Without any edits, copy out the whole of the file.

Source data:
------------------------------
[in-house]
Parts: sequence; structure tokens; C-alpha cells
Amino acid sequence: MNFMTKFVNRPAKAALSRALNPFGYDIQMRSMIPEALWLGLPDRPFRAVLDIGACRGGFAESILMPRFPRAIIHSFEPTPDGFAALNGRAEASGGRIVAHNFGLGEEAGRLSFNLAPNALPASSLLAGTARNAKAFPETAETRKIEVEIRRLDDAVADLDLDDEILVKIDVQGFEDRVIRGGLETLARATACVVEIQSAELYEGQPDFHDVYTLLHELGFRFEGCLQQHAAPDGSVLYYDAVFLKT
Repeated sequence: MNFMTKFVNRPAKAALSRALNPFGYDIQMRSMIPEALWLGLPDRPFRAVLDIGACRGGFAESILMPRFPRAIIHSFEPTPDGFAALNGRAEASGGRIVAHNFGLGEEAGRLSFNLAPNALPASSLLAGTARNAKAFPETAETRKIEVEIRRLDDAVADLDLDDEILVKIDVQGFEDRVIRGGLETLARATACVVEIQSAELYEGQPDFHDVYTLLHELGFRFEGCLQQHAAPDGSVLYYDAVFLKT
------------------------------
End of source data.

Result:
[in-house]
Parts: sequence; structure tokens; C-alpha cells
Amino acid sequence: MNFMTKFVNRPAKAALSRALNPFGYDIQMRSMIPEALWLGLPDRPFRAVLDIGACRGGFAESILMPRFPRAIIHSFEPTPDGFAALNGRAEASGGRIVAHNFGLGEEAGRLSFNLAPNALPASSLLAGTARNAKAFPETAETRKIEVEIRRLDDAVADLDLDDEILVKIDVQGFEDRVIRGGLETLARATACVVEIQSAELYEGQPDFHDVYTLLHELGFRFEGCLQQHAAPDGSVLYYDAVFLKT
Repeated sequence: MNFMTKFVNRPAKAALSRALNPFGYDIQMRSMIPEALWLGLPDRPFRAVLDIGACRGGFAESILMPRFPRAIIHSFEPTPDGFAALNGRAEASGGRIVAHNFGLGEEAGRLSFNLAPNALPASSLLAGTARNAKAFPETAETRKIEVEIRRLDDAVADLDLDDEILVKIDVQGFEDRVIRGGLETLARATACVVEIQSAELYEGQPDFHDVYTLLHELGFRFEGCLQQHAAPDGSVLYYDAVFLKT